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David Ossip, CEO of Ceridian, poses for a portrait in the company's Toronto office, Tuesday, Sept. 5, 2017.Galit Rodan/The Globe and Mail

David Ossip had a good 2018. The South African-born Canadian entrepreneur led the largest technology initial public offering in Canadian history when Ceridian HCM Holding Inc. went public last April on the Toronto and New York stock exchanges.

His company – which is based in Minneapolis but managed from Toronto – is an emerging leader in the human-resources software market. Its success even prompted outspoken hedge-fund manager Bill Ackman to call for Ceridian rival Automatic Data Processing to buy it last year.

Now, Mr. Ossip is hoping to top that off by winning one of the firm’s biggest contracts to date – to replace the federal government’s disastrous Phoenix payroll system. Ceridian was one of five bidders to qualify in November to compete in the process − and has made the most noise about its interest.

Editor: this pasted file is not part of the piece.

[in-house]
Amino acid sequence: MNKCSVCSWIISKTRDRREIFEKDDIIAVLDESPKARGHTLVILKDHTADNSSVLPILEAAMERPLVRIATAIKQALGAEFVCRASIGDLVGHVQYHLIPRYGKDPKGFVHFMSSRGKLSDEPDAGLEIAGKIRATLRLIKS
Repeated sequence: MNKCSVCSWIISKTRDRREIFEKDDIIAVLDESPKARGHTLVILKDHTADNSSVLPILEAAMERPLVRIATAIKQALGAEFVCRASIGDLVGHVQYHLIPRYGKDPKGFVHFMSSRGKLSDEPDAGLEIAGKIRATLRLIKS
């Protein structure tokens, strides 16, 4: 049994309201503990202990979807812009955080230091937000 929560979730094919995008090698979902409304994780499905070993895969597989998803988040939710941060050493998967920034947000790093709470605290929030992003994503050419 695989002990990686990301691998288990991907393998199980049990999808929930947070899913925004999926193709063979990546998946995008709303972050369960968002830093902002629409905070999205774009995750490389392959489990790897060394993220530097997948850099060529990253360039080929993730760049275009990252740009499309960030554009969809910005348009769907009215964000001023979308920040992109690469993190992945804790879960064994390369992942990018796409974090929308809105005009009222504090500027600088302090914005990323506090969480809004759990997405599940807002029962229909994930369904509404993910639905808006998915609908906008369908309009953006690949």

Federal lobbying registration records show that Mr. Ossip met 11 times with senior government officials this fall, and the company has been unusually public about its intentions, launching a website ( and speaking with journalists about its bid. By contrast, others believed to be on the shortlist – including foreign software vendors SAP SE, Oracle Corp. and Workday Inc. – either declined to comment or did not return messages. Advising Ceridian are top Ottawa lobby firm Earnscliffe Strategy Group and public affairs expert Paul Deegan, formerly a senior economic adviser to U.S. president Bill Clinton and most recently senior vice-president of corporate affairs with Canadian National Railway Co.